• China Live News Broadcast

China Live News Broadcast (Photo : Getty Images)

In line with a new cyberspace law, China’s Internet regulator issued an order to curb live news broadcasts of five leading Web portals in the country.

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The order was issued on Monday by the Cyberspace Administration of China (CAC)–Beijing Branch in an effort to control online content providers prior to the full implementation of a new cyberspace law. It will cover live content from “newscasts” with “news anchors” and “live streaming hosts.”

Authorities accused websites operated by Sina Corp., Tencent Holdings Ltd., NetEase Inc., iFeng and Phoenix Television of breaching the most recent version of China’s 2005 News Information Service Regulations, forcing the portals to refurbish content.

The portals had failed to abide by the rule that took effect last week prohibiting the spreading of original news content on any website without affiliation with a news publication, such as newspaper or magazine, approved by the state.

The portals’ newscasts also violated the live streaming oversight rules. The rules, released by the CAC in November, state that all scripts made for live streaming news that can be accessed through apps and websites must be checked by an authorized news editor prior to broadcast.

Cyberspace authorities recently issued the extensive regulations, which will be fully implemented on June 1, to cover all online news content providers, including websites, apps, instant messaging apps, blogs, social media accounts and forums.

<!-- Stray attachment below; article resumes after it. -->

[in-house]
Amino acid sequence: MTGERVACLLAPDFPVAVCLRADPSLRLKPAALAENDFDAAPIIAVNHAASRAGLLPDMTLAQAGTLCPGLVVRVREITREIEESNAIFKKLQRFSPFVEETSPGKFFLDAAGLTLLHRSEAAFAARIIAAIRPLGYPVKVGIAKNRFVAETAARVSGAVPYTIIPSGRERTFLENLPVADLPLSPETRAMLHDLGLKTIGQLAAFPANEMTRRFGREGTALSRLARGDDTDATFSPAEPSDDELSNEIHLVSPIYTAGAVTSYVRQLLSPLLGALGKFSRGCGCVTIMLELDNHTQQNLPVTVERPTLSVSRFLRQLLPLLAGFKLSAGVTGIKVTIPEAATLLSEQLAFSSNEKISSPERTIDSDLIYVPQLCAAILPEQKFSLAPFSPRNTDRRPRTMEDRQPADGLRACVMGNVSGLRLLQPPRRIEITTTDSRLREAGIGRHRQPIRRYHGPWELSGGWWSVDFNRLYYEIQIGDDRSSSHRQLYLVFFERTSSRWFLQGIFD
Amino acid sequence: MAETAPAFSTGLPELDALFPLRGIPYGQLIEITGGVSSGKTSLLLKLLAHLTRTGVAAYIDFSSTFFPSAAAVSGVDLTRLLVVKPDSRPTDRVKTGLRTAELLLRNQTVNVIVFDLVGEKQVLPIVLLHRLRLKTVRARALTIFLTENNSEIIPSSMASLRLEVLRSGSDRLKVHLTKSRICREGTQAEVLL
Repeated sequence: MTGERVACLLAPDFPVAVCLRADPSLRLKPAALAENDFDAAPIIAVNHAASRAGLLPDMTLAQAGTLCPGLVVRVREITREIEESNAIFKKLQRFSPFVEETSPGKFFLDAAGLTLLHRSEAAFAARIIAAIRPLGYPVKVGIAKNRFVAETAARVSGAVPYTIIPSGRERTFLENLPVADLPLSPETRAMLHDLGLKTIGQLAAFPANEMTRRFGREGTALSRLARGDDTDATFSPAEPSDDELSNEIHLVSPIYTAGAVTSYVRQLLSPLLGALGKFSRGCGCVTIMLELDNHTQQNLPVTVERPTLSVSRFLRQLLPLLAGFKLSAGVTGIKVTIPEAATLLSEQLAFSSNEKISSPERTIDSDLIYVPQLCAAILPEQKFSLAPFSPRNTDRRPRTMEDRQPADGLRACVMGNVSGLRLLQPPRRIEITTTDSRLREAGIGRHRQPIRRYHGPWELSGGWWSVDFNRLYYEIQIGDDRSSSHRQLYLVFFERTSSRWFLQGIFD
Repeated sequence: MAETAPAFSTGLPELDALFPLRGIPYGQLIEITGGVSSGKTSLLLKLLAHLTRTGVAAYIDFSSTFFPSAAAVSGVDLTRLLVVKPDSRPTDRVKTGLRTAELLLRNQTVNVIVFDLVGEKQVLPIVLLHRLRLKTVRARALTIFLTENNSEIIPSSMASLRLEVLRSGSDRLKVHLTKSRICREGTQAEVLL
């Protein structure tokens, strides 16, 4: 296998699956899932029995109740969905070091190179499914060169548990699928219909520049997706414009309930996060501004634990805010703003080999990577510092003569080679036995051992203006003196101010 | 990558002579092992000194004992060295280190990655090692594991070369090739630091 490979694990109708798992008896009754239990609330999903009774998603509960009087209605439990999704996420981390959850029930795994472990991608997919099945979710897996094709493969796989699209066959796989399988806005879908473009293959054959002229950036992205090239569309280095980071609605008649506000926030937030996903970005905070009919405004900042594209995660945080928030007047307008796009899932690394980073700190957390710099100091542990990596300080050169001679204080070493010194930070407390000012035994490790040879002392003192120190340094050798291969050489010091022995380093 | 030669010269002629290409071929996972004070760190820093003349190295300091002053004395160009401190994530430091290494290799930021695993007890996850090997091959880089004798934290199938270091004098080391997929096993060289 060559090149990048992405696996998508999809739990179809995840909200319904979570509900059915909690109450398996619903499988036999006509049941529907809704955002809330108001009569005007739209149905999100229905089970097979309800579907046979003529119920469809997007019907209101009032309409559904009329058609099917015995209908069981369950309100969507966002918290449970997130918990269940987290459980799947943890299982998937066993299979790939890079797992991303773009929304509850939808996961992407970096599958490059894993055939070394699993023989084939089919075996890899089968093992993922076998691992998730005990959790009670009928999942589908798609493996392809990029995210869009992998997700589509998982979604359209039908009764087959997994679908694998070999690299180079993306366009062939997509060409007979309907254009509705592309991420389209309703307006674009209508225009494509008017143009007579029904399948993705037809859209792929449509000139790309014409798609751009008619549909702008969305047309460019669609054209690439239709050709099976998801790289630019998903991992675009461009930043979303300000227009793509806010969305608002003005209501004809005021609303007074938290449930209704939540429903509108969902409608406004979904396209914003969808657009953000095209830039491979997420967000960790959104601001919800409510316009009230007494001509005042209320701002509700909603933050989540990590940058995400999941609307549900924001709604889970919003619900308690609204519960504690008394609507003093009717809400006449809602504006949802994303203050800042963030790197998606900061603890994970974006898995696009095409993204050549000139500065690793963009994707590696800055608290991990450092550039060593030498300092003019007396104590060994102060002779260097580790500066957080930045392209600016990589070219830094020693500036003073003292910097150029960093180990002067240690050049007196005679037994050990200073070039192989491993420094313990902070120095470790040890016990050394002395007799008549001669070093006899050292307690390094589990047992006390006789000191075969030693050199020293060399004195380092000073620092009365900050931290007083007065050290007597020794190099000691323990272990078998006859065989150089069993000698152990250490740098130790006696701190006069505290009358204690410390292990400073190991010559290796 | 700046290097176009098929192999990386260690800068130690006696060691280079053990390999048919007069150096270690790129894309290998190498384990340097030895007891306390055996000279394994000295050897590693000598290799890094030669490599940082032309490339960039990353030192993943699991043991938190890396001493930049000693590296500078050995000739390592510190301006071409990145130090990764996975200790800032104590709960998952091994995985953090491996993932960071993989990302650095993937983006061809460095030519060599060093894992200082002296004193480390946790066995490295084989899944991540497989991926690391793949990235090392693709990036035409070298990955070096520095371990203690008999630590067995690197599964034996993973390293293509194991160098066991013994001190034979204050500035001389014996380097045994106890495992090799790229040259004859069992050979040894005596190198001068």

Starting June 1, all online content providers to Chinese-mainland Internet users will need to have a cyberspace administration permit to be allowed to post news or news commentaries.

As specified by the law, online content providers must be officially registered on the mainland and the position of chief editors must be filled by a citizen of the People’s Republic of China.

The move on Tuesday is the second time in two months that the country’s Internet regulators have curbed news and commentary shows connected to major news portals.

A number of news-themed programs, including military and international affairs shows broadcast by iFeng, Tencent, Sina and Sohu Inc. were commanded to be removed from the Internet. According to authorities, the programs did not have required news publishing certificates.

The recent rules increased the CAC’s control over the online news industry. In August, the regulator ordered the hiring of round-the-clock monitor teams who will watch live video content and put out offensive material immediately.

The CAC’s supervision over online news content increases as the new cyberspace law curbs live news.